This is your annual reminder to make time for yourself over Christmas.
It is a great time of year (for many, not for everyone) to see friends and family, buy thoughtful gifts, decorate your house top to toe in tinsel or greenery: wrap, post, socialise, and eat, eat, eat.
It is a great time to stretch yourself to breaking and end up exhausted.
If you can, plan some days that are empty. Or some hours. Or some minutes. Force yourself to sit down. Or go to sleep. Or breathe.
It is OK to not have a wonderful time every moment of every day over Christmas. It is OK if your children do not have a wonderful time every moment of their school holiday. You get to be a person too.
tinylife will return on 12th January.
You do not need permission –
if you feel you need permission, you have mine:
to write expensive Christmas cards and buy stamps
to not write any Christmas cards
to get drunk every day over the festive period
to not drink at all
to eat yourself silly
to take it easy and eat fruit every day.
To change your mind.
To spend your time with family and friends
to spend time with your family of choice
to cry when children sing ‘Away in a Manger’
to think it’s lame when children sing ‘Away in a Manger.’
To wake up at 5am to write
to wake at 5am and watch crap TV
to be silent
to have a magical Christmas
to have a rotten season
to look after yourself because you are precious:
know that you are.
Christmas anxiety. A wash of feelings, pulling and pushing in opposite directions. I’m a sociable person, I love my friends. Now it’s December and I’m all ‘hopefully we can catch up before Christmas?’
I invite, or accept invitations, with joy, and then approach the days themselves with dread. Will I spend hours on my return, mulling over a throwaway comment I made, seeking malevolence in words that were not meant to hurt? Deliberately sabotaging my own friendships, and my own fragile resilience?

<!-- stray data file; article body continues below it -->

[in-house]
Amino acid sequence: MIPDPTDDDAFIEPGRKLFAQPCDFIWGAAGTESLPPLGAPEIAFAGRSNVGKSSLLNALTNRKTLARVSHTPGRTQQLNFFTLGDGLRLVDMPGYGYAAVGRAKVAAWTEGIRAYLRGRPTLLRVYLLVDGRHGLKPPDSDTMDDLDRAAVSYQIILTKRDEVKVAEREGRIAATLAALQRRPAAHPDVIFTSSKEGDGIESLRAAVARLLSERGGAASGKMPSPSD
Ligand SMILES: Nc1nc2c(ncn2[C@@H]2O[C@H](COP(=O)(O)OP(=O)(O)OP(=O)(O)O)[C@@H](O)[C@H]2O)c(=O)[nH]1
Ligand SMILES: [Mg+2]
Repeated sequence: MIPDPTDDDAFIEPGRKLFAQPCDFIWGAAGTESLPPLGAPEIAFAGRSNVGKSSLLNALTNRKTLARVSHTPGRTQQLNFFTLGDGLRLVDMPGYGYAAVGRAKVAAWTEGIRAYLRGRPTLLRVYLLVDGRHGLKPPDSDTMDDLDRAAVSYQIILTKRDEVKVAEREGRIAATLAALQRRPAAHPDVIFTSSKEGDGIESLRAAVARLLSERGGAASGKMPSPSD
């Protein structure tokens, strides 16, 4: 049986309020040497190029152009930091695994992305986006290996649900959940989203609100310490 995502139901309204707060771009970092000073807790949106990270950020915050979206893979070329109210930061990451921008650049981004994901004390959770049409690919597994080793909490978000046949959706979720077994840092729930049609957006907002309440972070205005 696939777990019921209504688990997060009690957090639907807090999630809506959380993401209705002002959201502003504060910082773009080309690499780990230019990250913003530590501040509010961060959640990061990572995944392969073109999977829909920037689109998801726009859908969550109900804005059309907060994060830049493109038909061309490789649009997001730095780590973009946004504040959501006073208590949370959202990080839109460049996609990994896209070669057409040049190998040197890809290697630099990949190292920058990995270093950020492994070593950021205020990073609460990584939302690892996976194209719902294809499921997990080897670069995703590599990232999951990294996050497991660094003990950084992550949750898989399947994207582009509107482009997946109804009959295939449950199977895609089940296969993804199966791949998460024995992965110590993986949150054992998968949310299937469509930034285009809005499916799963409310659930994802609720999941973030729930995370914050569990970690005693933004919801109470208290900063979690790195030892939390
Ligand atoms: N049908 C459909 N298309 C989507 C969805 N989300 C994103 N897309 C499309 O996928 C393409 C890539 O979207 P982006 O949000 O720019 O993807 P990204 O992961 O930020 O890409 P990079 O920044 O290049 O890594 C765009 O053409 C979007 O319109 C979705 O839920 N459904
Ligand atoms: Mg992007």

So last year, I stopped saying ‘let’s meet up before Christmas’ and started saying ‘have a lovely Christmas! See you next year.’
To anyone reading this who feels anxious around Christmas, I just want to say: you don’t have to see anyone, if you don’t feel like it. Look after yourself, OK? And I’ll see you next year.
Tiny lovely things about Christmas
The Christmas Tree ornaments you’d forgotten about.
Chipolata sausages wrapped in fiddly bacon.
Falling asleep in daylight hours.
The Snowman, The Bear and The Gruffalo.
Stocking fillers (but only after you have bought and wrapped them.)
Pine needles in March.
The children trying to avoid the mistletoe at all costs.
Mulled Wine and that mulled wine juice from IKEA.
Transforming a pile of ‘things’ (gifts) into a much more pleasing pile of wrapped presents.
Christmas Songs on the radio.
Any 9 Lessons and Carols in any format.
The sense of achievement when you find the Santa Hats.
Edwin Morgan’s Poem ‘Trio.’
Carols for Choirs 1,2 and 3.
Driving home for Christmas, with ‘Driving Home for Christmas’ at full volume in the car.
And the little bits of paper on the floor, after a session of cutting out snowflakes.
‘We need to start thinking about Christmas.’
It is the 22nd of October, but I nod. The September weekend (the middle of September) used to be our starter’s pistol, guaranteeing a December of smugly saying ‘We’re pretty much done.’
But that was BC, and we all know what BC stands for – Before Children.
I’m not even ready for Hallowe’en, but, hey! we need to start thinking about Christmas. It’s a full on free fall between now and December 25th –
all rolled in tinsel, wrapped in snowman paper. The idea of fitting in thoughtful gift buying, alongside these extras, and maintaining the tinylife, AND keeping school uniforms clean, in twenty-five December days … that’s why we start in October.
Now it is December. The kids are wound to a tight Christmas sprig.
Just don’t ask me if I’m feeling smug yet.
‘Lets clean the house for Christmas! Where shall we start?’
The littlest says, ‘the money isn’t very clean.’
She empties her piggy bank over the kitchen table. Out tumbles a mountain of coppers. Soon a small bowl appears. It is filled with tuppenny pieces.
‘Can I have some vinegar?’
‘Hmm, I need rubber gloves.’
‘Do you have an old toothbrush?’
‘I think I need some salt.’
Her sister joins her. The number of bowls grows. The scheme goes from small to grandiose and spreads over the entire table.
I go out. Come back in.
The house smells like a bad chippy. It is overpowering.
‘Can I show you the incident?’ She asks.
Vinegar ran down the table, down the chair legs to puddle on the floor.
‘Well I say, there we are, all clean and ready for Christmas. Thank you.’